vanilla birthday cake

Hello all, long time no see! I’ve just got back from a few days in Cornwall, which was blissful but action-packed, and I think I’m more tired now than I was before I left! Isn’t that always the way…

I came home on Thursday night to a very happy household, as my little brother got accepted into university. {It was A level Results Day in the UK, so nervous teenagers around the country found out their fates}. It was only last week that he turned 18 so I made this cake to celebrate. The brief was that it could be anything but chocolate, so I went for a three-layered vanilla cake, sandwiched with apricot jam and buttercream, and decorated with white chocolate finger biscuits, little white chocolate stars, and a couple of sparklers. I was really pleased with how it turned out; it was one of those cakes where I had a picture of how I wanted it to look in my head, and luckily it wasn’t far off that!

Cake recipe from BBC Good Food


Vanilla cake:

  • 225g softened, unsalted butter
  • 350g caster sugar
  • 1 tbsp vanilla extract
  • 5 egg whites
  • 325g plain flour
  • 25g cornflour
  • 1.5 tbsp baking powder
  • 250ml buttermilk {can be substituted for milk mixed with 1 tsp lemon juice}


  • 75g softened, unsalted butter
  • 150g icing sugar
  • 0.5 tsp vanilla extract
  • approx. 170g apricot jam


  • 50g unsalted butter
  • approx. 550g icing sugar
  • hot water / milk
  • 3 packets white chocolate finger biscuits
  • ribbon {tie it around the cake tin, leaving some extra, in order to get the right length}
  • 40g / 1 tube white chocolate stars {found in the cake decorating aisle – you could also use sweets such as smarties, coloured sugar, or leave the top of the cake plain}
  • sparklers, if desired


Cake baking

Line three circular tins with greaseproof paper, and preheat your oven to 160*C {fan-forced}. I only had 2 tins that were the same size, so I ended up dividing the mixture into two-thirds and a third, and cutting the larger cake in half to give three equal layers.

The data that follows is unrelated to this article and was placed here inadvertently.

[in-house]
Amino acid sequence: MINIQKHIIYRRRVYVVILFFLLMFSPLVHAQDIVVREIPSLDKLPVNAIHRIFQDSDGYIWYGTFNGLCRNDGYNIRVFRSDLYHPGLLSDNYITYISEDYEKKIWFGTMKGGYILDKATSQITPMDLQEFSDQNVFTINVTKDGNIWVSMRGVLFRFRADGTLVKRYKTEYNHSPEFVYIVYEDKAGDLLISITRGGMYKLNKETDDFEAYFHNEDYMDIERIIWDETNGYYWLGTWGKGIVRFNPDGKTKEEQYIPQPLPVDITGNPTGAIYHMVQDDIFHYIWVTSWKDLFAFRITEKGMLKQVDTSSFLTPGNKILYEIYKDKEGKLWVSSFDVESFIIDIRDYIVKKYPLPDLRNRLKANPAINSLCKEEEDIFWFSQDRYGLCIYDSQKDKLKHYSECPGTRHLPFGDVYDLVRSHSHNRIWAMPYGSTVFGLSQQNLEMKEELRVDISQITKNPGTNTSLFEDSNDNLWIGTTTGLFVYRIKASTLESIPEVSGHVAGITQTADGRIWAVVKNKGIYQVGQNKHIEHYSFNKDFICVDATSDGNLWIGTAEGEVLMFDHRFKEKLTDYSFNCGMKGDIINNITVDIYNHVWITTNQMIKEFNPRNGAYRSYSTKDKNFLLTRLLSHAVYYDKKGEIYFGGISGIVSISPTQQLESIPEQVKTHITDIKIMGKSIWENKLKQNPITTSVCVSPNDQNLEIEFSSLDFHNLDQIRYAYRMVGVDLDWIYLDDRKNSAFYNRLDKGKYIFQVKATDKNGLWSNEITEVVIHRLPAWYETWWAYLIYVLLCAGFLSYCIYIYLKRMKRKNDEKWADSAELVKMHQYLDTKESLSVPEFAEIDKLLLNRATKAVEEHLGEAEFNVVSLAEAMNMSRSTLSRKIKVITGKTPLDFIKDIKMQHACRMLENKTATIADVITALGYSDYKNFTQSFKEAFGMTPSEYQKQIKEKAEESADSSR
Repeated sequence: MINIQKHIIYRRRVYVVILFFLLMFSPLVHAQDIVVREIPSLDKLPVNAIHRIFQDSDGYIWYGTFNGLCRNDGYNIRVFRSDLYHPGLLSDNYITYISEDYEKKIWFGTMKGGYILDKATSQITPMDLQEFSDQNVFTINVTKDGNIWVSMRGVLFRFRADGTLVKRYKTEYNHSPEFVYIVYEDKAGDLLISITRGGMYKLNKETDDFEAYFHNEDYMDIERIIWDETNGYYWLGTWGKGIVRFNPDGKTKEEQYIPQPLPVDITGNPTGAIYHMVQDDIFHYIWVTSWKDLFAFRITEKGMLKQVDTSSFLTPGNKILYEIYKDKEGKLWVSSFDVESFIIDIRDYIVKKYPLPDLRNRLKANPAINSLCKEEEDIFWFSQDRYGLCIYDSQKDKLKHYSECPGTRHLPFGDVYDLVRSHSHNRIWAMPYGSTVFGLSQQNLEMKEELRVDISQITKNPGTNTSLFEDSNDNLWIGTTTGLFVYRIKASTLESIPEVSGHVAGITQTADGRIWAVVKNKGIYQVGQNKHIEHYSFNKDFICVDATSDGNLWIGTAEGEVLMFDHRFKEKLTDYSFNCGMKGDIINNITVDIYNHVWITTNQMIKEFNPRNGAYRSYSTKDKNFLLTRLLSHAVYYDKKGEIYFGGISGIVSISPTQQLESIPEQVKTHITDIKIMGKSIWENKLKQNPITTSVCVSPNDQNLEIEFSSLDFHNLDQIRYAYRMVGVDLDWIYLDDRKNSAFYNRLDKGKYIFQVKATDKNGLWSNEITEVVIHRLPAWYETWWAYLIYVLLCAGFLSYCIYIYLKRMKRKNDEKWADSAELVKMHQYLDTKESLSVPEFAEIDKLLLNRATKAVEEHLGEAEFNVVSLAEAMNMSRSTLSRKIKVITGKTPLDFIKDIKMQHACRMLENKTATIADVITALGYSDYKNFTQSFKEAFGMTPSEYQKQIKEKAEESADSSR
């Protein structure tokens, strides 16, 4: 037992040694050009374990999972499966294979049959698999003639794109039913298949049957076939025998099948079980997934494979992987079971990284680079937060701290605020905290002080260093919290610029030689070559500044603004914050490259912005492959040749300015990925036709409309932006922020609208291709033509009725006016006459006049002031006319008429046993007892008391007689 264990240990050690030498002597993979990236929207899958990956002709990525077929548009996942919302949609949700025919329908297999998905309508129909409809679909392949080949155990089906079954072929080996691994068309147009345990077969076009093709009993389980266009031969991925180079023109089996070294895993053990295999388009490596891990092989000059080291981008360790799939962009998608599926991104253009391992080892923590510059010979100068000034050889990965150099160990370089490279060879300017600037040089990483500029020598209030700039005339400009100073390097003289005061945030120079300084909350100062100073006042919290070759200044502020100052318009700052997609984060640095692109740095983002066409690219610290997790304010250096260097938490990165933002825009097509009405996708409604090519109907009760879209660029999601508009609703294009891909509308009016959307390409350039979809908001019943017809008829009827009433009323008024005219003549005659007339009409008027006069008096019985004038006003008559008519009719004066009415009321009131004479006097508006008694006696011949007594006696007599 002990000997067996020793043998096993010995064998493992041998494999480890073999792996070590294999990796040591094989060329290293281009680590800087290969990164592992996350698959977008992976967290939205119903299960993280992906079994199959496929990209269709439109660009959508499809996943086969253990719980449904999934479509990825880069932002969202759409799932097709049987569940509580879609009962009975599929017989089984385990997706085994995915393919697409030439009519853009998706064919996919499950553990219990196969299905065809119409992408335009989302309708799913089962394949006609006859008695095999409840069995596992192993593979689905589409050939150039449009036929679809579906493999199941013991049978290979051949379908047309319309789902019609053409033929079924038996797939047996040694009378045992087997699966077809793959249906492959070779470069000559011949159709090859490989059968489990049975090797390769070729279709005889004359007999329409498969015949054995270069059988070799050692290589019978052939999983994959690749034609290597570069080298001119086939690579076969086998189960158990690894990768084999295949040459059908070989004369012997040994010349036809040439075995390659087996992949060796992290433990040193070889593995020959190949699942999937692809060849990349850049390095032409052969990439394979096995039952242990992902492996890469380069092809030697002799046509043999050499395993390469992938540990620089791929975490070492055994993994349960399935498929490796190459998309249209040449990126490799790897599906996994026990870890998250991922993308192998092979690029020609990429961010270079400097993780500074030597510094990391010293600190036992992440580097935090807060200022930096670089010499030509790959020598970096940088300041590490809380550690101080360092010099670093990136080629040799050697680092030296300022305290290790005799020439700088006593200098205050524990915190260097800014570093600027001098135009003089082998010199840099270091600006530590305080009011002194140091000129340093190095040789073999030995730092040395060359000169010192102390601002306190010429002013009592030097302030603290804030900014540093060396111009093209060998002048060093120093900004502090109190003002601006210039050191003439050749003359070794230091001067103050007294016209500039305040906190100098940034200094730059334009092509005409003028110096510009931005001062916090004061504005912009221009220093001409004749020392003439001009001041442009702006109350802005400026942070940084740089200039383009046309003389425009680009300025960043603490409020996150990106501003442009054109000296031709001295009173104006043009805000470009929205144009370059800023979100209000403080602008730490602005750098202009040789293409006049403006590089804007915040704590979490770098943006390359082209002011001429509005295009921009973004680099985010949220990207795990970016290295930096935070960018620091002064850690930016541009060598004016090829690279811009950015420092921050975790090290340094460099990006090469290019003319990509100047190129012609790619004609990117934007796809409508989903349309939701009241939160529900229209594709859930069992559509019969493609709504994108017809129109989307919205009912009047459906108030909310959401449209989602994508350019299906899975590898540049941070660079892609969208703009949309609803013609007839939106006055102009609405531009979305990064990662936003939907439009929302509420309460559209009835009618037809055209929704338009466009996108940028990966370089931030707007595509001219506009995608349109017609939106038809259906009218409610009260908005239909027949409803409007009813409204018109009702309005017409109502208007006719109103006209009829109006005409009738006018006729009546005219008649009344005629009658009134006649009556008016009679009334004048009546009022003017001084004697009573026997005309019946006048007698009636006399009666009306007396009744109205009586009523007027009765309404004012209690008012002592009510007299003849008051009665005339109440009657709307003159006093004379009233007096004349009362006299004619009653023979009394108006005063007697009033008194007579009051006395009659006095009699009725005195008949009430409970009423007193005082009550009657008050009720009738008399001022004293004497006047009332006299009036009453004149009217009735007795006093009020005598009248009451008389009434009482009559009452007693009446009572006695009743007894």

This is definitely a recipe to measure out all your ingredients beforehand, so you can just add them in when needed – particularly the egg whites. In a large mixing bowl, cream together the butter and sugar until pale and fluffy.
Mix the vanilla with the egg whites, and add them to the butter/sugar one at a time. Beat well between additions, making sure those whites are fully incorporated. 
Sieve together the flours and baking powder into a separate bowl. Fold them gently into the mixture, a third at a time, and alternate with the buttermilk. Once you’ve added everything, make sure it’s all combined – nothing more gutting than finding big pockets of flour at the base of the bowl once you’ve tipped the cake mixture in!
Divide the mixture between the three tins, and bake for 25-30 minutes, until golden on top and a skewer comes out clean. My larger cake took around 40, and I covered it with tin foil towards the end to stop it burning on top.
Once cool enough to handle, take the cakes out of their tins and leave to cool completely. 


Beat together the butter and sieved icing sugar, with the vanilla and a splash of hot water, until you get a smooth buttercream. 
Spread a thin layer of apricot jam onto two of the cakes, Put the remaining cake onto a serving plate, and cover it with half of the buttercream. Put another cake on top, jam-side-down, and then cover the top of that one with buttercream, before finally putting the last one on top.


I made a simple butter icing to cover the top and sides of the cake. If you like, you could use a proper buttercream instead, or a swiss meringue one as suggested in the original recipe. 
Melt the butter, and add icing sugar until it gets saturated and stiff. Alternate adding icing sugar and hot water / milk, and mix well until you have enough. I found that 550g of icing sugar gave me enough, with a little to spare. 
Coat the top and sides of the cake with it – luckily with this cake you don’t need to be too careful about getting crumbs in the icing, as you’re going to cover them with biscuits and stars. Try to work quickly, so the icing’s still pretty wet by the time you come to stick the biscuits on. 
Stick the finger biscuits round the sides of the cake, lining up their bottoms with the serving plate. Tie the ribbon round them once you’re finished to keep them in place. 
Finally, cover the top of the cake with the chocolate stars, and add the sparklers. 
Phew, we’re done! I hope you like this one!

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